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Yamantaka // Sonic Titan – YT // ST

on September 05, 2012, 7:58am

There is very little margin for error with a band that relies upon intense costumes, set design, and performance art in their live shows — especially when releasing audio-only material. For every Gwar or Caroliner, there are also plenty of youngsters packing trunks of elaborate monster outfits into their station wagons before working out a unique musical voice. While certainly not as surreal as either of those big name weirdos, a quick scan of live footage of Yamantaka // Sonic Titan will show plenty of expressionist backgrounds, kabuki makeup, and instruments that are…difficult to identify. On their debut LP, YT//ST, the duo of Alaska B and Ruby Kato Atwood stir noisy prog and no wave rhythmic propulsion into an explosive mixture that aims to destroy everything standing the way of ecstatic beauty that doesn’t need any visual component to understand.

The successfully jumped hurdles don’t end there, either. Professed dramatically on their website, Yamantaka // Sonic Titan’s ideological component  – one of shattering colonialist appropriation in favor of a natural hybridity — could be potentially polemic, and this album is also reported to be a preview of a still-to-come rock opera. From the invoking chants and epic rainstorm of “Racoon Song” onward, YT//ST is a dramatic experience designed to push into the subconscious.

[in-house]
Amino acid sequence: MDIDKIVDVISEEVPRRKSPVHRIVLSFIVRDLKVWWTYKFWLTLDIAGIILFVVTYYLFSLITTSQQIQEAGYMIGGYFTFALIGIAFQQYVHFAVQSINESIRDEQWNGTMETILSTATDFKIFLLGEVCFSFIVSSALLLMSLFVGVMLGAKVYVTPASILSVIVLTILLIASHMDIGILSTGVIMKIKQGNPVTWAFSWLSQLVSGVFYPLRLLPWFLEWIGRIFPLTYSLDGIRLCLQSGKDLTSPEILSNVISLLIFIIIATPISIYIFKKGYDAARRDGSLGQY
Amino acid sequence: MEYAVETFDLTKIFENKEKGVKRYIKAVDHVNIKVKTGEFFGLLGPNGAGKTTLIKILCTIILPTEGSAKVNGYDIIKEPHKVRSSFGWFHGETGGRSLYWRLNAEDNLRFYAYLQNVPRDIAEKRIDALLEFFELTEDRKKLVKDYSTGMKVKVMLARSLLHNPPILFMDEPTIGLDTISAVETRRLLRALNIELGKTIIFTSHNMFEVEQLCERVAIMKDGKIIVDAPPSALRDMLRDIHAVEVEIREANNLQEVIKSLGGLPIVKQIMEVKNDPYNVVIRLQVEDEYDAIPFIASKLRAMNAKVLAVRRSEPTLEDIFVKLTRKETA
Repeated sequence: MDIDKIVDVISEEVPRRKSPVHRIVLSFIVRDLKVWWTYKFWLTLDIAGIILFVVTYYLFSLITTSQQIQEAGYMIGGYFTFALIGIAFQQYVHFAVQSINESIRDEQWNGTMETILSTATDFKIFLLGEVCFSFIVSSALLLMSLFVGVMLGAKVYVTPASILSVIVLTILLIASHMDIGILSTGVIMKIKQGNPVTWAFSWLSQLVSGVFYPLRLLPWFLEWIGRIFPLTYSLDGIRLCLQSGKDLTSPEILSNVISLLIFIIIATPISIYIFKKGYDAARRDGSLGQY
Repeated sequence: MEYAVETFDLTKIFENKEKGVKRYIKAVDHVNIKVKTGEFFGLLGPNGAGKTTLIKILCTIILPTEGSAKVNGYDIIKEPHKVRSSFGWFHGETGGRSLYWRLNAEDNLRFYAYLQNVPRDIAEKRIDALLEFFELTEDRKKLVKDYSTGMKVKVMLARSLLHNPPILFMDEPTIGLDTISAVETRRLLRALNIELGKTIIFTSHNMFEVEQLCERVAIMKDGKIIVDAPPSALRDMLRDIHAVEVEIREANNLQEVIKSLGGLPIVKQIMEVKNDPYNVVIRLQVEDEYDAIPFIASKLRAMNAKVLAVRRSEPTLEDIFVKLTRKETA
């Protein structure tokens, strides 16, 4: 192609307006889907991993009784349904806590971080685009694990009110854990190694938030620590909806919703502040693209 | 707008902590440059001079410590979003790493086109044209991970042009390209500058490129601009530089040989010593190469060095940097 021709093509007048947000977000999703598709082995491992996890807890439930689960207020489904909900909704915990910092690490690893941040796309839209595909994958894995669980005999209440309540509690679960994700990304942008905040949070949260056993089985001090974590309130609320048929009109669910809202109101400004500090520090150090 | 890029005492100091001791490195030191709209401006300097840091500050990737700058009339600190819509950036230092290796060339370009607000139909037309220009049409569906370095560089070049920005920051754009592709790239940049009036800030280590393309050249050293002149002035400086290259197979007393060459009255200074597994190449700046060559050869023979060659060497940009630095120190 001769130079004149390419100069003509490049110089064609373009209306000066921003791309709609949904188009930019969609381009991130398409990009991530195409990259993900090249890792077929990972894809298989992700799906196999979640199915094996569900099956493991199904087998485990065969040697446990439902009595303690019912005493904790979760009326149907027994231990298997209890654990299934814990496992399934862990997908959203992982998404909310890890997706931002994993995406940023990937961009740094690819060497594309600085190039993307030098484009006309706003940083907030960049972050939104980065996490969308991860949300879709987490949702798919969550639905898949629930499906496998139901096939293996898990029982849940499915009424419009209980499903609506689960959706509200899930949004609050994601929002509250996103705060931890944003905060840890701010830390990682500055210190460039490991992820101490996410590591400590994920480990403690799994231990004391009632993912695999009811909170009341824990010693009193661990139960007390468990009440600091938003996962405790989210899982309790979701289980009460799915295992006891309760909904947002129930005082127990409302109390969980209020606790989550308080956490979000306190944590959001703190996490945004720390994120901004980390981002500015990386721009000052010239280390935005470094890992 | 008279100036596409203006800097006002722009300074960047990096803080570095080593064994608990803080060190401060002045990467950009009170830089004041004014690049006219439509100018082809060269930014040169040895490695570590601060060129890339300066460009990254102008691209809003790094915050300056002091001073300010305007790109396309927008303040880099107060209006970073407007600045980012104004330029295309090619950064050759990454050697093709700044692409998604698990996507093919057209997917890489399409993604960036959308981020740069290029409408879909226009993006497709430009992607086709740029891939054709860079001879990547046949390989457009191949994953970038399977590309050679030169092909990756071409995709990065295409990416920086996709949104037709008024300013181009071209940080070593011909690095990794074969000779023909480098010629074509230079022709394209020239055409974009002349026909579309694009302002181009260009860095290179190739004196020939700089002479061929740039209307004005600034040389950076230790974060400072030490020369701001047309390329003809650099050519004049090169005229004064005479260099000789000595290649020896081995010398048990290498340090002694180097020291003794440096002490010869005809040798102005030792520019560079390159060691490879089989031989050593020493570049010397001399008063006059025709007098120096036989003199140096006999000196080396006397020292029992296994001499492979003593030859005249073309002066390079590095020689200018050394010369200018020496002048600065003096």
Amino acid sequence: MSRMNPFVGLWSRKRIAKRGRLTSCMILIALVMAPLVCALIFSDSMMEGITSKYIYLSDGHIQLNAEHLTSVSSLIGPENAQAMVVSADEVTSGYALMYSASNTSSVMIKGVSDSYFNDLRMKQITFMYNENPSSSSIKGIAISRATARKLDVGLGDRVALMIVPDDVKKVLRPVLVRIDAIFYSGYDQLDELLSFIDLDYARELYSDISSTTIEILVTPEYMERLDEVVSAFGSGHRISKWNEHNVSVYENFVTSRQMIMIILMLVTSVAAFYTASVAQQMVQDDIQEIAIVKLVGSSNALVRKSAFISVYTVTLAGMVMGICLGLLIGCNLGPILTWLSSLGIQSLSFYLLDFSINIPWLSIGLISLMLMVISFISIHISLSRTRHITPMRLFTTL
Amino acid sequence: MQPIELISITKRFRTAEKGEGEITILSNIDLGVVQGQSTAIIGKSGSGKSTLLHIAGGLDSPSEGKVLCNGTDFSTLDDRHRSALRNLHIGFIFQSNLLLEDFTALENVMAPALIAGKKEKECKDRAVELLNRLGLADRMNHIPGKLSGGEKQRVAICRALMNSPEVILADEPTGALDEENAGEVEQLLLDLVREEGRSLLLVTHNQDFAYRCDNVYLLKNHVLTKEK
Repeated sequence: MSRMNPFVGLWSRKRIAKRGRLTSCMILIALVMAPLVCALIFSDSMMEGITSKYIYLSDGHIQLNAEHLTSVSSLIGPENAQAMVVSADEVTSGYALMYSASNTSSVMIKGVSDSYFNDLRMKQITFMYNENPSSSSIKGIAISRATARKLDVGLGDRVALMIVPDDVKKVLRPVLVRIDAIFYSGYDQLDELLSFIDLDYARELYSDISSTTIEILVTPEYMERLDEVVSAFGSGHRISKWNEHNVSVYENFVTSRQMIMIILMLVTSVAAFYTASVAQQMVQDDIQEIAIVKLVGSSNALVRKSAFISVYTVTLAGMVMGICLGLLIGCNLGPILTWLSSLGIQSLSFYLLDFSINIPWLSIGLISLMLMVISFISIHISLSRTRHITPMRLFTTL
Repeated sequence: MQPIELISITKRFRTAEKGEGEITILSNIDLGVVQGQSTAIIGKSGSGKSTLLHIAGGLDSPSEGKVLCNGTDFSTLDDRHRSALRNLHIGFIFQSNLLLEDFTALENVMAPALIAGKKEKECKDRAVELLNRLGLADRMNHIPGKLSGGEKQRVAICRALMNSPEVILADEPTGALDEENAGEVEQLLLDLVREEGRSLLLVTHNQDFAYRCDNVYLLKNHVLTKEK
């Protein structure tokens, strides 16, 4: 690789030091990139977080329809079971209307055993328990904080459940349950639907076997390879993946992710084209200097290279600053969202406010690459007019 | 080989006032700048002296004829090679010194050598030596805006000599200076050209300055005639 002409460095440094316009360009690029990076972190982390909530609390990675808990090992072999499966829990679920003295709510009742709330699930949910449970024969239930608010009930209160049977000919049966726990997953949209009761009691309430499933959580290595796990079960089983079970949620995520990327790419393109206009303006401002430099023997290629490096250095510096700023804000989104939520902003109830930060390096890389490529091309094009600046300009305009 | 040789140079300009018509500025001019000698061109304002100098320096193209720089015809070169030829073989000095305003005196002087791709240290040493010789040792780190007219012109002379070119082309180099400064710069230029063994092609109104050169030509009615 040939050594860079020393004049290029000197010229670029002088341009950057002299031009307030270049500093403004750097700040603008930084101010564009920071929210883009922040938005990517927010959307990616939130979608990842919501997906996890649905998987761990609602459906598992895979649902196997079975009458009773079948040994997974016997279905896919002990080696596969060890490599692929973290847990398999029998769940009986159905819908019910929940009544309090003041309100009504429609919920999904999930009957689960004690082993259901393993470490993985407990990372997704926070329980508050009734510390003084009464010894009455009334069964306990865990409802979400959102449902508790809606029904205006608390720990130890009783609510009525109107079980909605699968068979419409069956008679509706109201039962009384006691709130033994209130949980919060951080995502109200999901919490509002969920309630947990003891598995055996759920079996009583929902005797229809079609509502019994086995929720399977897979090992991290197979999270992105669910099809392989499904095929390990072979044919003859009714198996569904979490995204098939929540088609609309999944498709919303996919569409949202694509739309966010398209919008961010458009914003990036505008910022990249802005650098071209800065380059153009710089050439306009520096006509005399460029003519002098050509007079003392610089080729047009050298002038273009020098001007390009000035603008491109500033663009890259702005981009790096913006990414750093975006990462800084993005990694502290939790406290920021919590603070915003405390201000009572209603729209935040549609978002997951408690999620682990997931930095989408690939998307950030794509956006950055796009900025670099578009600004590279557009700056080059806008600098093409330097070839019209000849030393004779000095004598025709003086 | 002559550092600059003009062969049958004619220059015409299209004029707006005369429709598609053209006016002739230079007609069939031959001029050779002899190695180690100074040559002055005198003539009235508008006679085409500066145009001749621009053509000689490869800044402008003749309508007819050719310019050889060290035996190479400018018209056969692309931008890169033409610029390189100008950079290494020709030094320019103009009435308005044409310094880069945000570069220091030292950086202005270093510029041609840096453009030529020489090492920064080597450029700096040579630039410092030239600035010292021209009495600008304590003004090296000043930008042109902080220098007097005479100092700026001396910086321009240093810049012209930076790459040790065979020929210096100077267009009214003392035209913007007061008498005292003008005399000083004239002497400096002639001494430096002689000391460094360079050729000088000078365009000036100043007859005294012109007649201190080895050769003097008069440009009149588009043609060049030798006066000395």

The dark naturalist imagery (“wolf’s breath in my hair,” and, “raven’s own wing”) and organ throng of “Queens” stride into the dark woods, shedding humanity and embracing the primal as overblown percussion builds. While the lyrics on that track do some heavy lifting thematically, the remaining vocals remain largely vague, foreign, relying on nuanced moans and croons to give context to the emotions of the music. The bursting toms and metal riffage of “A Star Over Pureland” gets an added layer of claustrophobic intensity from the multiple layers of female howling matching the guitar feedback. The funhouse synths and gamelan-y metallic percussion of “Reverse Crystal // Murder of a Spider” need that echoed call to lead out of the darkness.

At times, YT//ST feels like some sort of ritual guide into another world. There, priestess attempt to drone a second sight into followers, standing in a forest of shuddering percussive trees, just at the edge of a sea of jagged guitar waves. Even without the big set pieces and striking visuals, these two can infuse dramatic narrative into their enlightening prog-stoner drone.

Essential Tracks: “Queens”, “A Star Over Pureland”, and “Reverse Crystal // Murder of a Spider”

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